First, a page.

While Cedar Rapids might ring a bell, Marion, Iowa, is a little less on the radar. But this historic city has its own personality that’s just as endearing. In fact, its population has doubled just since 2000. There are many reasons why you should visit historic Marion, Iowa.
The city’s first claim to historic fame is its namesake, Francis Marion. Marion was key in turning the tables in the Revolutionary War in the favor of the United States. Today’s Marion is a city that pays homage to its roots all year long. Independent businesses share the streets with a monthly market, as well as exciting events that attract large crowds annually.
The most popular event is Marion’s Arts Festival. The event showcases a talented artist from each of the 50 states and highlights these works at Marion City Square Park.
Aside from events, the city has a few staple locations, too. Taking a leisurely walk up 10th Avenue brings you to an especially beautiful, well-preserved home from 1860, The Granger House. The Granger House was home to just one family for nearly a hundred years, and in 1973, joined the nation’s Register of Historic Places.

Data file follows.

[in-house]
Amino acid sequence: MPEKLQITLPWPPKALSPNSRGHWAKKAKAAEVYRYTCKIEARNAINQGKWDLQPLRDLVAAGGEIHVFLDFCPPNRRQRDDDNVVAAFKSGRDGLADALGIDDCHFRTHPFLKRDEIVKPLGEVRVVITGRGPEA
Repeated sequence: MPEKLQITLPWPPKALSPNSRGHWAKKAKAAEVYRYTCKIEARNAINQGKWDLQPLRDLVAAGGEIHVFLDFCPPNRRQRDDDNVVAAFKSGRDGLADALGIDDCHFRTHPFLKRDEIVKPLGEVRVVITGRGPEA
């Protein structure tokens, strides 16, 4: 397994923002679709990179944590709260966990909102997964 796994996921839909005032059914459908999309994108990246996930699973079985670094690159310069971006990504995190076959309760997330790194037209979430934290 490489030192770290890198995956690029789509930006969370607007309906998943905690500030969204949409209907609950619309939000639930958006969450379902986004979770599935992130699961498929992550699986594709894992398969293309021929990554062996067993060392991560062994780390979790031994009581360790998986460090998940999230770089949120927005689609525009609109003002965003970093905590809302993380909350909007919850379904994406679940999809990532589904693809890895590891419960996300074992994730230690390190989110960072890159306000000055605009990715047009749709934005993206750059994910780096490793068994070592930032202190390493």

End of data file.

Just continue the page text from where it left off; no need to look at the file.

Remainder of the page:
The Granger House is a museum today and has much of the home’s original furniture and fixtures. It presents a lifestyle—a time capsule—of how affluent middle-class families lived in the mid-1800s. Visitors can tour the home on weekend afternoons. And if The Granger House isn’t quite enough opulent history for you, just outside Marion is the Brucemore Estate—26 acres of mid-1880 affluence. Several important families of the era called Brucemore home until it was converted into the Marion Community Center in the 1980s.
Marion shares a boundary with Cedar Rapids, a distinctly Czechoslovakian city, and where artist Grant Wood created his most celebrated works. The Museum of Art in Cedar Rapids has the largest collection of Wood’s works in the world, as well as the studio where Wood painted perhaps his most famous work ever, American Gothic, in 1930.